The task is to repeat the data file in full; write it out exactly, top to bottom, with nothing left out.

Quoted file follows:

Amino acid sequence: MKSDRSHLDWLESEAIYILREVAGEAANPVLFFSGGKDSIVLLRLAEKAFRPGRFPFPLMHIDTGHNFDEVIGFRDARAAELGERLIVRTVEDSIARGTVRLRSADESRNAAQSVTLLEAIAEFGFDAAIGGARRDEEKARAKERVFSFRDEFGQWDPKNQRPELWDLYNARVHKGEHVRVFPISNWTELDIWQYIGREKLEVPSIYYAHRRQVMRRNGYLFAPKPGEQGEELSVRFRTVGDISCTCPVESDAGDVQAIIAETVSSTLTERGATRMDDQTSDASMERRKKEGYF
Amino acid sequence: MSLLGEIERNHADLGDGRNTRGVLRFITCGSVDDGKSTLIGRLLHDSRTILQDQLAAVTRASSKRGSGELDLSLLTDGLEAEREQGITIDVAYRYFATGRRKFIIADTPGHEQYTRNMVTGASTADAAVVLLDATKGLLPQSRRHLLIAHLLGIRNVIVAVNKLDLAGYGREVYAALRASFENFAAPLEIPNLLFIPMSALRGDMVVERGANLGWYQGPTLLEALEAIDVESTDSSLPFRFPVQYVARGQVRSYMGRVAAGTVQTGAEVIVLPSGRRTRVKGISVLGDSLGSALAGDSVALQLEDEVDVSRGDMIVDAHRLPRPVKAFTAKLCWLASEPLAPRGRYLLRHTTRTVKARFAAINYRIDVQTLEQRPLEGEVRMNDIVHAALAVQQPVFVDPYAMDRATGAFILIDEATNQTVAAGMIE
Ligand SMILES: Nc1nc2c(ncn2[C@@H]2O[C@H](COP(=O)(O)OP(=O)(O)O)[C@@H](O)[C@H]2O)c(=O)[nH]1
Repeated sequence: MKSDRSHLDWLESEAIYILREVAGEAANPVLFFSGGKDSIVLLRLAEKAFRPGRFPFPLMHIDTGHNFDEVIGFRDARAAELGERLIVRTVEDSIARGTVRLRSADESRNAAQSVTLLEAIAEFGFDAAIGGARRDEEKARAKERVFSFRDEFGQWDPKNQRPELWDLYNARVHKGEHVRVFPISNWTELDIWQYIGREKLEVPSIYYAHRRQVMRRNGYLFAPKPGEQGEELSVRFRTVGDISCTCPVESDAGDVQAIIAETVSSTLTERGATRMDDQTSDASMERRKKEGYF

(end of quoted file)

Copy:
Amino acid sequence: MKSDRSHLDWLESEAIYILREVAGEAANPVLFFSGGKDSIVLLRLAEKAFRPGRFPFPLMHIDTGHNFDEVIGFRDARAAELGERLIVRTVEDSIARGTVRLRSADESRNAAQSVTLLEAIAEFGFDAAIGGARRDEEKARAKERVFSFRDEFGQWDPKNQRPELWDLYNARVHKGEHVRVFPISNWTELDIWQYIGREKLEVPSIYYAHRRQVMRRNGYLFAPKPGEQGEELSVRFRTVGDISCTCPVESDAGDVQAIIAETVSSTLTERGATRMDDQTSDASMERRKKEGYF
Amino acid sequence: MSLLGEIERNHADLGDGRNTRGVLRFITCGSVDDGKSTLIGRLLHDSRTILQDQLAAVTRASSKRGSGELDLSLLTDGLEAEREQGITIDVAYRYFATGRRKFIIADTPGHEQYTRNMVTGASTADAAVVLLDATKGLLPQSRRHLLIAHLLGIRNVIVAVNKLDLAGYGREVYAALRASFENFAAPLEIPNLLFIPMSALRGDMVVERGANLGWYQGPTLLEALEAIDVESTDSSLPFRFPVQYVARGQVRSYMGRVAAGTVQTGAEVIVLPSGRRTRVKGISVLGDSLGSALAGDSVALQLEDEVDVSRGDMIVDAHRLPRPVKAFTAKLCWLASEPLAPRGRYLLRHTTRTVKARFAAINYRIDVQTLEQRPLEGEVRMNDIVHAALAVQQPVFVDPYAMDRATGAFILIDEATNQTVAAGMIE
Ligand SMILES: Nc1nc2c(ncn2[C@@H]2O[C@H](COP(=O)(O)OP(=O)(O)O)[C@@H](O)[C@H]2O)c(=O)[nH]1
Repeated sequence: MKSDRSHLDWLESEAIYILREVAGEAANPVLFFSGGKDSIVLLRLAEKAFRPGRFPFPLMHIDTGHNFDEVIGFRDARAAELGERLIVRTVEDSIARGTVRLRSADESRNAAQSVTLLEAIAEFGFDAAIGGARRDEEKARAKERVFSFRDEFGQWDPKNQRPELWDLYNARVHKGEHVRVFPISNWTELDIWQYIGREKLEVPSIYYAHRRQVMRRNGYLFAPKPGEQGEELSVRFRTVGDISCTCPVESDAGDVQAIIAETVSSTLTERGATRMDDQTSDASMERRKKEGYF